I have been pondering the question: Why do I read?
The not-nearly-famous-enough Somerset W Maugham begins his short story The Book Bag like this:
“Some people read for instruction, which is praiseworthy, and some for pleasure, which is innocent, but not a few read from habit, and I suppose that this is neither innocent or praiseworthy. Of that lamentable company am I. Conversation after a time bores me, games tire me and my own thoughts, which we are told are the unfailing resource of a sensible man, have a tendency to run dry. Then I fly to my book as the opium-smoker to his pipe.”
Maugham, famous for his wit and turn of phrase, offers three possible reasons. Education, relaxation or escapism.
Before evaluating these three, let me jump back about forty years to when I started reading. My parents were both great readers. My mom decided that if she can only give me one thing, it would be the gift of reading. She did this by employing that celebrated parenting technique called “Bribing.”
She paid me what would now be five American cents, not adjusted for inflation. This was not enough to buy a bicycle, but did keep my mouth filled with various treats while I tried to figure out what the wolf, dwarf, or talking mirror would do next.
Ever since, I have been able to immerse myself in a book and go on adventures all over the galaxy. My friends know that I am a reader, and quite a few have remarked that I am never without a book. My mother, it seems, succeeded in her goal.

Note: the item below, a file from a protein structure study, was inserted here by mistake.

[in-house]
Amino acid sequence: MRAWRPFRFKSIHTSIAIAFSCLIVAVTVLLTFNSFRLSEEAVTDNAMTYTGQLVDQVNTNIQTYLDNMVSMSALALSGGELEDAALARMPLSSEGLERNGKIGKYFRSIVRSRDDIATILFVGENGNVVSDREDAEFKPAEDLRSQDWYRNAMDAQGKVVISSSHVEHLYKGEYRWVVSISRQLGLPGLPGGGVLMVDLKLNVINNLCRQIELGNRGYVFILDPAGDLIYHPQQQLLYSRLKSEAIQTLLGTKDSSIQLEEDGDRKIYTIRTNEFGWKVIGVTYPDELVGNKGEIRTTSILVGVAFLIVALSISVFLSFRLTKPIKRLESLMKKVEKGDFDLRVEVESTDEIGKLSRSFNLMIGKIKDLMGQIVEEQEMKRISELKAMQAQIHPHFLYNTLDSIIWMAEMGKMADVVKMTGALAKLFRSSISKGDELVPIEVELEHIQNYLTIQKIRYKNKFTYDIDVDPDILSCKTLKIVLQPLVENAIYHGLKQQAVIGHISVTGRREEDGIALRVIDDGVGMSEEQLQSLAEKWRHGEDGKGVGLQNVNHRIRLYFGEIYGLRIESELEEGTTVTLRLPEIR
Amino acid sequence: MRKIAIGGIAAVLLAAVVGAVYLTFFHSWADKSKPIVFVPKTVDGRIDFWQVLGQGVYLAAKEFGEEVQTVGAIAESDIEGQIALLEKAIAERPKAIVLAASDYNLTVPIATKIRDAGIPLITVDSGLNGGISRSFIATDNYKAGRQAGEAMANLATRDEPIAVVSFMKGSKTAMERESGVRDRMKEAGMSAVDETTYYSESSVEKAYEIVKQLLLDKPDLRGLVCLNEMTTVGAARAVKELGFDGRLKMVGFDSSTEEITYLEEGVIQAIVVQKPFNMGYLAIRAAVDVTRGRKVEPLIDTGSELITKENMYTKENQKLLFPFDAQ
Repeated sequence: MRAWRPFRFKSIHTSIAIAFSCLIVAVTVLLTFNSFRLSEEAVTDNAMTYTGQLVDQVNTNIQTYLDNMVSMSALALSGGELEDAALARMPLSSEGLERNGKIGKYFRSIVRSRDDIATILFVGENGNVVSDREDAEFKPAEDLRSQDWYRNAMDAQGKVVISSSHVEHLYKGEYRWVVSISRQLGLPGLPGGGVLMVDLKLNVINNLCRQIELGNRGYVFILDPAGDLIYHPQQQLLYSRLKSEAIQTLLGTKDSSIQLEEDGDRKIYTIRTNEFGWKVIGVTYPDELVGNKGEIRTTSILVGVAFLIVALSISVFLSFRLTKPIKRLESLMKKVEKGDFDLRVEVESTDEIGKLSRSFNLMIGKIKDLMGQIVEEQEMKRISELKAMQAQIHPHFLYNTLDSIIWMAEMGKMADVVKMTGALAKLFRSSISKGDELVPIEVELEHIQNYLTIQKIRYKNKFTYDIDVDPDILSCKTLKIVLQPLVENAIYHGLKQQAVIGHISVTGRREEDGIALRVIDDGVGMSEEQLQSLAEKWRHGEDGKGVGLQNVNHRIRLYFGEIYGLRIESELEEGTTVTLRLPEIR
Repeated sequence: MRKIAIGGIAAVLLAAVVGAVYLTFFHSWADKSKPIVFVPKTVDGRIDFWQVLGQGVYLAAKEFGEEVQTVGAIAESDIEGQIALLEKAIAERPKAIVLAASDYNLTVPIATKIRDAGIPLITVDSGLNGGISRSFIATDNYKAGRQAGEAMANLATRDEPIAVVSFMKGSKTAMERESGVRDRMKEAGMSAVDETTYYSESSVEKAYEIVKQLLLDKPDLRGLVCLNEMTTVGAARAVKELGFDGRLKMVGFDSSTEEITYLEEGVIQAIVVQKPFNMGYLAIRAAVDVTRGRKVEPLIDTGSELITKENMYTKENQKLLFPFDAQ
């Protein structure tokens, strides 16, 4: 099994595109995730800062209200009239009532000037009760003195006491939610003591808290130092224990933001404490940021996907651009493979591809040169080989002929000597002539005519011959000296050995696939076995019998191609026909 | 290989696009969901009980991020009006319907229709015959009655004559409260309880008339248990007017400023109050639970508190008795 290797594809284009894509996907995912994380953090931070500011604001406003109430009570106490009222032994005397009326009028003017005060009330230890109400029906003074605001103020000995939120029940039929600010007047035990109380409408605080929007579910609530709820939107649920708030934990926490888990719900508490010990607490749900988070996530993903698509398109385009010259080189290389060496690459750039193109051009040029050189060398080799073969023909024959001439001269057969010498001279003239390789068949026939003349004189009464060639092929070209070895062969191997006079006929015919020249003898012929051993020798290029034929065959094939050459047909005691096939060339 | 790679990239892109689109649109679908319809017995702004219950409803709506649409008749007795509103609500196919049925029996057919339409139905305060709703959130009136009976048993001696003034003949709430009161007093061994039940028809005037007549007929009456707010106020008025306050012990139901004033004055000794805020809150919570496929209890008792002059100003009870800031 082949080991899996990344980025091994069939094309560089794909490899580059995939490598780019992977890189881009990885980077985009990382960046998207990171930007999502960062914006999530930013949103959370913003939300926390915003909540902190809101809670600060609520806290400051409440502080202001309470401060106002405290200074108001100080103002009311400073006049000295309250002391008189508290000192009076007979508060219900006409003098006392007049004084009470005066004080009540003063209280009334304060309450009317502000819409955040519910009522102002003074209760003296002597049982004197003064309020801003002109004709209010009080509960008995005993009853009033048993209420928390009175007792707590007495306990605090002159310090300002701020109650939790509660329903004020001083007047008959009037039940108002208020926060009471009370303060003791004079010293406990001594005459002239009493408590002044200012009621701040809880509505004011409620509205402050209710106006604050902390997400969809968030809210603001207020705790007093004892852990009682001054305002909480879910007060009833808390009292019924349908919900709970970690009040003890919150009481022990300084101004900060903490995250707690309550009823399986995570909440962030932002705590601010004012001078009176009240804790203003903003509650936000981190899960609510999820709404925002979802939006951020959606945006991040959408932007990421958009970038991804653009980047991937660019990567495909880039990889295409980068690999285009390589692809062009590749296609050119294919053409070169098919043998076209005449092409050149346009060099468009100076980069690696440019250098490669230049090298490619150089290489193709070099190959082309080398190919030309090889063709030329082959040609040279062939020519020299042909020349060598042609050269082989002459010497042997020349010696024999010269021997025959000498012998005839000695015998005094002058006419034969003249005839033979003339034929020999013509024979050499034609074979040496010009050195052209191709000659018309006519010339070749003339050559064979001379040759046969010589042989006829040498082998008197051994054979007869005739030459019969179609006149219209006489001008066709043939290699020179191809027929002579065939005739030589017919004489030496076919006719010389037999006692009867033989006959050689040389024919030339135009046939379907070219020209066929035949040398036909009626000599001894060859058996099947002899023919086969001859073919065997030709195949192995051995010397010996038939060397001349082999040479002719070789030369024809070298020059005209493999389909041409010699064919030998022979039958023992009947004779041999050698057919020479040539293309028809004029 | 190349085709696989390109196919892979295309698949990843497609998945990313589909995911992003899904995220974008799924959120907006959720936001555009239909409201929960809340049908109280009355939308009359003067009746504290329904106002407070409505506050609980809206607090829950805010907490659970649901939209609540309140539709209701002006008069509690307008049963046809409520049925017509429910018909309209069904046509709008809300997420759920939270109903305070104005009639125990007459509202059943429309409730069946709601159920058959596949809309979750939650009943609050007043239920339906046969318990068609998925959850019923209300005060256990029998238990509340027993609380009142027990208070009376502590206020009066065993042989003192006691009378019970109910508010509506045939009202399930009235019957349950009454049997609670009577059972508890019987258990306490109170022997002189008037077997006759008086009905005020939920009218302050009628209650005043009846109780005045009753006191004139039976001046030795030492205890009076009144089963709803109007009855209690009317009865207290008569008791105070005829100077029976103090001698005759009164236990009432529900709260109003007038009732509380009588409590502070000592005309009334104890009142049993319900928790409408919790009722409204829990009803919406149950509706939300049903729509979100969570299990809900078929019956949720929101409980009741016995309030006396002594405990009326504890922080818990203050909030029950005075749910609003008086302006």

The first big book I remember was Clan of the Cave Bear by Jean M. Auel. I remember the sense of accomplishment that I experienced once I read the 700-odd pages. After all, the book nearly weighed as much as I did back then.
During the last six months of my extremely boring National Service stint, I completed more than a hundred and fifty books. It was the first time I had read Dune. I was also introduced to Max Weber-not the German political economist, famous for The Protestant Ethic and the Spirit of Capitalism, but a namesake who wrote Westerns.
I know I escaped from armed robbers because of what I read in one of Weber’s Westerns. I also read nearly every Louis L’Amour and considered myself quite an outdoors man, despite the fact that I didn’t own a horse, a gun, or a stetson; I didn’t know how to use a lariat either. A particularly disastrous camping trip took care of that.
I have read and reread the Middle Earth Trilogy and Harry Potter. Lemony Snicket, Richie Rich, Batman, The Famous Five, Nancy Drew, Commisario Guido Brunetti, Inspector Montalbano, Inspector Kurt Wallander and Sheriff Walt Longmire have lead and taught me along the way.
Richie Rich made it clear how important generosity and kindness are. He also helped me understand that there is much more to life than money.
I have fought various bloody battles by the side of Leon Uris, Norman Mailer, Hemingway, Heller and Ballard. It seems that war breeds either shell shocked individuals or a kind of camaraderie that cannot be found in anything else. War is therefore either horrible or horribly romantic. I hope never to find out.